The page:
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Plymouth pear Pyrus cordata

A wild relative of the domestic pear tree, Pyrus cordata rarely bears small brownish-red fruits which produce very little viable seed, making this tree one of Britain’s rarest. Currently this species survives in just two wild hedgerows.

Plymouth pear (Pyrus cordata) is a wild hedgerow relative of the domestic pear, and puts on an exuberant display of white flowers in late April and early May.

It rarely bears its small brownish-red fruits, which produce very little viable seed due to an in-built control mechanism to stop inbreeding (called self-incompatibility), and as a result has become one of Britain’s rarest trees.

Plymouth pear is smaller than its more common relative, the wild pear, and can be distinguished by its purplish twigs (instead of grey-brown).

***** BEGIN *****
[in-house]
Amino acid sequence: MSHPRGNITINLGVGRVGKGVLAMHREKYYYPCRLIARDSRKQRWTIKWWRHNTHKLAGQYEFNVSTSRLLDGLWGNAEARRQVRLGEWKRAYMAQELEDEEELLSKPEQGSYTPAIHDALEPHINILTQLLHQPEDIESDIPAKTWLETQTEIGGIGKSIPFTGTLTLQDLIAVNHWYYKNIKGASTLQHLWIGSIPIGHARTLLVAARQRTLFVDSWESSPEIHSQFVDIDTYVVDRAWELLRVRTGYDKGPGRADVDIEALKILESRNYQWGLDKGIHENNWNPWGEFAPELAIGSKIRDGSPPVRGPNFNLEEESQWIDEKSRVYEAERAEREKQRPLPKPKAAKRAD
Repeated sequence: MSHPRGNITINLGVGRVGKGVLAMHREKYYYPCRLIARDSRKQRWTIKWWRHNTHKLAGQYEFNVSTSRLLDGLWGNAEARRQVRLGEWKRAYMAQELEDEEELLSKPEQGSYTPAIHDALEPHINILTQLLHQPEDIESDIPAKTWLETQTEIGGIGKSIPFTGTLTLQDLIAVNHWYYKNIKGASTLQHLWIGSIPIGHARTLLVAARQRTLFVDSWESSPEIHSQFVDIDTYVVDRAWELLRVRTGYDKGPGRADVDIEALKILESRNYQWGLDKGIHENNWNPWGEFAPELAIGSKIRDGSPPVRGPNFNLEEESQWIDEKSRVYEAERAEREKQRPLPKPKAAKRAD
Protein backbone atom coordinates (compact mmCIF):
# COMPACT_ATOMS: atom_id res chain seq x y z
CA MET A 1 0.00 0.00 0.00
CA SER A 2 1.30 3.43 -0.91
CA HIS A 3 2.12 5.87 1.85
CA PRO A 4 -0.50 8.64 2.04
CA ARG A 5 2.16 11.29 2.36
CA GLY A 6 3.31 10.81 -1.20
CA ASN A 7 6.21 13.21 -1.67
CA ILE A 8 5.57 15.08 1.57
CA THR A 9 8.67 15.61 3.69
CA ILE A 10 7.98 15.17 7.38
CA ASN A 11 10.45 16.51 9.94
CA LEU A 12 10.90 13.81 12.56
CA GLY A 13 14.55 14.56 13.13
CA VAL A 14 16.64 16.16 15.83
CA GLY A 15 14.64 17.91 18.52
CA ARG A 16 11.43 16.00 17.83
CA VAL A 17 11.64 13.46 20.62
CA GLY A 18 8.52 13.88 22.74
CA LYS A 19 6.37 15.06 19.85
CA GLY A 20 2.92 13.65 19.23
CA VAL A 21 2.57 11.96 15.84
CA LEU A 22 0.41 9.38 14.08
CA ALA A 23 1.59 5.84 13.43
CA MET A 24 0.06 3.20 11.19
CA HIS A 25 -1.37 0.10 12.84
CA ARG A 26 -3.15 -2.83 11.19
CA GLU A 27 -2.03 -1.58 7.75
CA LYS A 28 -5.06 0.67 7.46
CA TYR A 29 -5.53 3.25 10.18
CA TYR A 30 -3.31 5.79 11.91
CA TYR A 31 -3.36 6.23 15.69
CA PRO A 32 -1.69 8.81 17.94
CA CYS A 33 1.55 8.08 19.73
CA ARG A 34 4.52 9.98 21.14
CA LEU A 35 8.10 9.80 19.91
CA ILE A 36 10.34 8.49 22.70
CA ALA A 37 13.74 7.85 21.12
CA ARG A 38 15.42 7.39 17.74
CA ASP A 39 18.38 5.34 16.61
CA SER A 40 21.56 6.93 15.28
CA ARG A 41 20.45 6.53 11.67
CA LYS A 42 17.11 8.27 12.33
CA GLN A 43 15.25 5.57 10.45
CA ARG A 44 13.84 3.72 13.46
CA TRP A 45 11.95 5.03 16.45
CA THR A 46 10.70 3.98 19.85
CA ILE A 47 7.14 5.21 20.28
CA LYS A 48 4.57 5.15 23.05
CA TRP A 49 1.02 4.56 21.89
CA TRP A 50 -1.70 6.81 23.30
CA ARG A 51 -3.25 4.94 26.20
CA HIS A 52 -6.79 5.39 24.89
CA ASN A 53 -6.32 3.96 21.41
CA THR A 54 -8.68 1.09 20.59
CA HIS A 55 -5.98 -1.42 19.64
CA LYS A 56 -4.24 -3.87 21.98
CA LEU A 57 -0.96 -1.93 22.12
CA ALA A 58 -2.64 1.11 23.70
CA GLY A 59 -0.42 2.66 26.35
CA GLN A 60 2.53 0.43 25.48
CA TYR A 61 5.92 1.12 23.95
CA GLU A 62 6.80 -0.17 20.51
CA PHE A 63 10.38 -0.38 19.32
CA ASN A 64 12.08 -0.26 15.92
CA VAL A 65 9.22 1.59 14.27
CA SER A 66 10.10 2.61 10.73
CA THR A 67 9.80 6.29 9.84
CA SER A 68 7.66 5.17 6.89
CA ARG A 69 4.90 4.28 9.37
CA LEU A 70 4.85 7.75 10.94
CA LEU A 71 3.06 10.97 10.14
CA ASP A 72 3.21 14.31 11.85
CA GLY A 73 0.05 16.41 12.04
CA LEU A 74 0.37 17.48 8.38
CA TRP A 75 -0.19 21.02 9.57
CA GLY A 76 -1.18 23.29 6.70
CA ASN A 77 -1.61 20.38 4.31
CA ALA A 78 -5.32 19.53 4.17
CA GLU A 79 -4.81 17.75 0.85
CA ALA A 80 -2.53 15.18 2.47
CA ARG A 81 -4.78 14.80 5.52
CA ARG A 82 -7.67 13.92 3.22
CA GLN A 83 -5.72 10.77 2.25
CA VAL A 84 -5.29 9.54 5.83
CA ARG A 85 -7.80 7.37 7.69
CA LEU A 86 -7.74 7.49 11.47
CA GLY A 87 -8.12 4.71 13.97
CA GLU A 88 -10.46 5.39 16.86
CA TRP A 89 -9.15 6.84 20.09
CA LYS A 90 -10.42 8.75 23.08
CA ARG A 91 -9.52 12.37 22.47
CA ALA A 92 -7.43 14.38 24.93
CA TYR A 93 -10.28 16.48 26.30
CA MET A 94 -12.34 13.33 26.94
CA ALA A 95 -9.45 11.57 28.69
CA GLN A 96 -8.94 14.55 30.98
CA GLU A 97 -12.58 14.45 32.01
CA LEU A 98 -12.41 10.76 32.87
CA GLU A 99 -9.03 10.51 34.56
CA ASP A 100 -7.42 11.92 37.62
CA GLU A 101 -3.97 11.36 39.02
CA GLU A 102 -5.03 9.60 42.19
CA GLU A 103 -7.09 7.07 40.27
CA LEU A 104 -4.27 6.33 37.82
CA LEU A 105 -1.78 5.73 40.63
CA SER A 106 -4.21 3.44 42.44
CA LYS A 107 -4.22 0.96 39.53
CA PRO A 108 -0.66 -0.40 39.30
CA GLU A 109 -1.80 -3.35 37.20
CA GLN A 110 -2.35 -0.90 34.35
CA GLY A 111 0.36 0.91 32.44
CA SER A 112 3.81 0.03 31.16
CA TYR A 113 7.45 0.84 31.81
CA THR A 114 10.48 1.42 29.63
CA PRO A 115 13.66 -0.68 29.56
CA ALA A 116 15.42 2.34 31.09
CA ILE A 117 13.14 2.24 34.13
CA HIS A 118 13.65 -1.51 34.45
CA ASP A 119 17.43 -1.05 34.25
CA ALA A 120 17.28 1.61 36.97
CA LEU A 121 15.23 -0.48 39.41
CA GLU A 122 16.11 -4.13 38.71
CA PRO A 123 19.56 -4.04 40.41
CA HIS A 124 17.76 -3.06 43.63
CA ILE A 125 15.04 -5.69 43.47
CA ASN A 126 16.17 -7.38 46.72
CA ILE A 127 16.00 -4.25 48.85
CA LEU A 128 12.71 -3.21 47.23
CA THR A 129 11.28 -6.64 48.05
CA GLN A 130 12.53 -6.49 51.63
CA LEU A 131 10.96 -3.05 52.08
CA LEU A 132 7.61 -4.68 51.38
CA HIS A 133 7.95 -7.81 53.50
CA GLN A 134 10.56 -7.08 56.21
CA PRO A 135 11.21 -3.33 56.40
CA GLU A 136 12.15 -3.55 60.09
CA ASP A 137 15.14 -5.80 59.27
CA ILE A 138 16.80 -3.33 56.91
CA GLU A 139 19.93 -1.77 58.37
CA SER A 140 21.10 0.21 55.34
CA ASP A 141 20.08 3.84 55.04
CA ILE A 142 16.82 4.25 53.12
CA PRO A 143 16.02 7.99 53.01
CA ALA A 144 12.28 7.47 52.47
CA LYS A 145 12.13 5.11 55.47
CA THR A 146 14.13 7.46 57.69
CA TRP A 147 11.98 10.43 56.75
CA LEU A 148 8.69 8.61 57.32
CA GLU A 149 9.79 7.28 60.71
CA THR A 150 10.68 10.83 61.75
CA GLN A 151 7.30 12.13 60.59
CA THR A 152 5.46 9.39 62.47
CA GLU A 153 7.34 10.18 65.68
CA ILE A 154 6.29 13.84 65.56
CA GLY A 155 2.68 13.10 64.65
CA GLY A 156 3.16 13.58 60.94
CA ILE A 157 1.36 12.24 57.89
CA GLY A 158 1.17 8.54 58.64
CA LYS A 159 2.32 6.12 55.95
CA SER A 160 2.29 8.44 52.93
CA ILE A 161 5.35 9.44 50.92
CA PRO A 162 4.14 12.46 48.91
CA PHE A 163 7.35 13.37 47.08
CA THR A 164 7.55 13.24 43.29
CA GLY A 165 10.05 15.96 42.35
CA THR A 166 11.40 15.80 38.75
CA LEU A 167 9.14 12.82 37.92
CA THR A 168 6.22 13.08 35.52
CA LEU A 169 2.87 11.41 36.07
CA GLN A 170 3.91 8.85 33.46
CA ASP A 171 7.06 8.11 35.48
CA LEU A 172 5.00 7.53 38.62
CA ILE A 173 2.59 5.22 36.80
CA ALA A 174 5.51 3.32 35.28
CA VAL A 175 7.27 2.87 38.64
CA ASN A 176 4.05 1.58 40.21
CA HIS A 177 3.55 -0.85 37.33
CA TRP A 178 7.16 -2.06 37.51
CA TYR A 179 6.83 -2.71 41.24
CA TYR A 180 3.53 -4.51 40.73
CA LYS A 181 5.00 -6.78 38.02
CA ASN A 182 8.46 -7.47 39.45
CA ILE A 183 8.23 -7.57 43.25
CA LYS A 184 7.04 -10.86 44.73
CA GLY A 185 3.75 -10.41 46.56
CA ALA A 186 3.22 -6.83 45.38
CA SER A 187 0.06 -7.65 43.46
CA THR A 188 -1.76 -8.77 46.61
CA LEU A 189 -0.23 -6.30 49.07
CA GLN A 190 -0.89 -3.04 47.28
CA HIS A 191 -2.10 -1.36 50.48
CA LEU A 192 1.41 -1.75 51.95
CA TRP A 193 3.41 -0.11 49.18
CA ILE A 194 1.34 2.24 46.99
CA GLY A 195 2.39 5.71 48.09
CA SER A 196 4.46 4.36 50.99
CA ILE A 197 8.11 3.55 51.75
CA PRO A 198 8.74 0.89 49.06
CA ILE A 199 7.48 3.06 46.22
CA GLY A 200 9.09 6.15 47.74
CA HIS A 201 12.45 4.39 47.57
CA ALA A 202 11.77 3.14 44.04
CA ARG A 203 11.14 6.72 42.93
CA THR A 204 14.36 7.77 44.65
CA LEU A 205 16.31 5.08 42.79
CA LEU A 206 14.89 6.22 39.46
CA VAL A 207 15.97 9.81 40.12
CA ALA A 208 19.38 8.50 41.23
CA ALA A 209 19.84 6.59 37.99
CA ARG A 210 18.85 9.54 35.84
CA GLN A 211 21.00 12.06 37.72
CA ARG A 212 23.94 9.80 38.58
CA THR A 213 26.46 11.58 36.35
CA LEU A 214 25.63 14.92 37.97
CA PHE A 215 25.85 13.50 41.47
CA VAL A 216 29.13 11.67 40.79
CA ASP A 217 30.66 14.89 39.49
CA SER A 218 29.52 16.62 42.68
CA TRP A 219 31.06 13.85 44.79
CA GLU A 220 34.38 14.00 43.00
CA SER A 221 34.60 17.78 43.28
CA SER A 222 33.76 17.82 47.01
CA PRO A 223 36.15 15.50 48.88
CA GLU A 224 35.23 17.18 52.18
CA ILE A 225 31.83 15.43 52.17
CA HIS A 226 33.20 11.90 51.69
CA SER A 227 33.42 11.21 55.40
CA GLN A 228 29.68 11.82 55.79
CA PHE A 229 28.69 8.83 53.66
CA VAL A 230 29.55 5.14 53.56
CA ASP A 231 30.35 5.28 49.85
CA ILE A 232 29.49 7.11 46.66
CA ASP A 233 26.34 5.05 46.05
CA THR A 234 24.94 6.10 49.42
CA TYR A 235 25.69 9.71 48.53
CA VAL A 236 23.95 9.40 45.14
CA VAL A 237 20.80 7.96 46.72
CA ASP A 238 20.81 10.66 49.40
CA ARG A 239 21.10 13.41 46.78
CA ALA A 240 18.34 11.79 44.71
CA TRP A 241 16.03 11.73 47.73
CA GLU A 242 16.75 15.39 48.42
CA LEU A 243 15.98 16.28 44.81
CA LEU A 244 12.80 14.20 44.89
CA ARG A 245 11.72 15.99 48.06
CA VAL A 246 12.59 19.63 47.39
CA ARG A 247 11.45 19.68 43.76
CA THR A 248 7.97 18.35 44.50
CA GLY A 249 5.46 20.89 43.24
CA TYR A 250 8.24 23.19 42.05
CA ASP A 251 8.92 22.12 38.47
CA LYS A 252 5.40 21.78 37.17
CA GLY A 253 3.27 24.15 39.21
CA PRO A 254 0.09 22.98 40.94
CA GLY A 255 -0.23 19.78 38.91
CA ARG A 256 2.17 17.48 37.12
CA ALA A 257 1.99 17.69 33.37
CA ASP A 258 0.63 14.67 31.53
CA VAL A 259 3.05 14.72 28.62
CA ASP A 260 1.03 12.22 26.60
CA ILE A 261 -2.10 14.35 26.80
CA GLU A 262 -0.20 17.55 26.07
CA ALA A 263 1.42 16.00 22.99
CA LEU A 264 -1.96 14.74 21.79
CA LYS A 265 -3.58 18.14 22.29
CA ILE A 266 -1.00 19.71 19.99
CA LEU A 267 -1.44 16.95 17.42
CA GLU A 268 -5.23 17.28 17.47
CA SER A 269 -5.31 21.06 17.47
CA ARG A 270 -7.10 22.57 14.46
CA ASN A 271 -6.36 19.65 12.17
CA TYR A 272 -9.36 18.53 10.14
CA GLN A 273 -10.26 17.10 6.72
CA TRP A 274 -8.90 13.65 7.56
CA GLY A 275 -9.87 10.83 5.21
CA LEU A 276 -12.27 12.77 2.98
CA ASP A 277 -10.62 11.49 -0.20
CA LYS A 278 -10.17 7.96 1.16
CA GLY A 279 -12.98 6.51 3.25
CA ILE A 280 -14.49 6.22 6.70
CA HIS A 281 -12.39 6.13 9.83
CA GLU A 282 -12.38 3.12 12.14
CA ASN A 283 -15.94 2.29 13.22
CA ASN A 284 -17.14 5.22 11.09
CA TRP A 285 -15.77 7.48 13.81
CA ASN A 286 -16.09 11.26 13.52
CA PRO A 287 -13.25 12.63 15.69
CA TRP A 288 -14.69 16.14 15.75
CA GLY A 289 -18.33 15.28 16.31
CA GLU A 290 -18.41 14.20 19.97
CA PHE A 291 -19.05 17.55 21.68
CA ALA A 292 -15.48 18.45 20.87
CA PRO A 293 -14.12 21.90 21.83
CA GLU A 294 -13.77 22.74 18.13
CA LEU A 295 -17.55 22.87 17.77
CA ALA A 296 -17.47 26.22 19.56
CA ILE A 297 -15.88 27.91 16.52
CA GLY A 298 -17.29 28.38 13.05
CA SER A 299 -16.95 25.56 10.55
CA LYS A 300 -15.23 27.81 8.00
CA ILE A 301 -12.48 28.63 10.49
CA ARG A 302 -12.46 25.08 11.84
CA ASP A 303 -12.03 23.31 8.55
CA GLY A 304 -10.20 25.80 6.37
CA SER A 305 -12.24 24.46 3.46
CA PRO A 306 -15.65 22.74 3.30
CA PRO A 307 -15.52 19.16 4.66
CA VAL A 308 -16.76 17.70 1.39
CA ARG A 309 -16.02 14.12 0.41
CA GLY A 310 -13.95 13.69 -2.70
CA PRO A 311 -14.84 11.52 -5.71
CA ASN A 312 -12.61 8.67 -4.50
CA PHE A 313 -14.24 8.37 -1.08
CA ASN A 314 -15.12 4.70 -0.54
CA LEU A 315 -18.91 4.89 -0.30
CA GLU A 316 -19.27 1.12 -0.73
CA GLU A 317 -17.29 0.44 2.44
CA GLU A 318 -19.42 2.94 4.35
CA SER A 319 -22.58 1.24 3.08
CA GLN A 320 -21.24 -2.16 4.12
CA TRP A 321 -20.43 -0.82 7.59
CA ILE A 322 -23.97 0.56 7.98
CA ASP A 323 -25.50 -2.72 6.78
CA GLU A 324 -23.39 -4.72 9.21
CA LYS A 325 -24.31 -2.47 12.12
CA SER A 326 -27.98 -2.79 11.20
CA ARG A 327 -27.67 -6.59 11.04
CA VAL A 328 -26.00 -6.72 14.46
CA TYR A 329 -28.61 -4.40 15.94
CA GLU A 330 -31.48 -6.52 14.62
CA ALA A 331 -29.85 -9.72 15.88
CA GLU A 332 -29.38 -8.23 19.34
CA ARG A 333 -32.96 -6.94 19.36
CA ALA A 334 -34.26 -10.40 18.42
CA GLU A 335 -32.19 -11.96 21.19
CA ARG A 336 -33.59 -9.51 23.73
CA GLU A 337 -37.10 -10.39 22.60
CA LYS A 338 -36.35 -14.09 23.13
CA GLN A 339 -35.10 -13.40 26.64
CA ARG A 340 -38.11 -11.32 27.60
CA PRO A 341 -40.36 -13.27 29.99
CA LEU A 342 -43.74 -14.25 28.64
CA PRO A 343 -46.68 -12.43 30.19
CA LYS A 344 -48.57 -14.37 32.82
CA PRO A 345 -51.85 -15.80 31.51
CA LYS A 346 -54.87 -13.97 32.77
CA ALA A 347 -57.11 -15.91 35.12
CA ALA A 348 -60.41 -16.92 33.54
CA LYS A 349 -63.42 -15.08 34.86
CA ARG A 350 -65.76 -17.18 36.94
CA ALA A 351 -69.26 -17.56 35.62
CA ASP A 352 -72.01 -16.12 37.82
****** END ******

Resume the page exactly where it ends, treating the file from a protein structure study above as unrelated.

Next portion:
The plant is restricted to western Europe with populations in the UK, France, particularly in Brittany, and the north-western regions of Spain and Portugal.

The wild UK population survives in just two hedgerows, but is thought to have originally been a widespread component of mixed deciduous woodlands.

In the shaded conditions in which it grows this plant reproduces by suckering. When the tree receives enough light it does flower and bear fruit.

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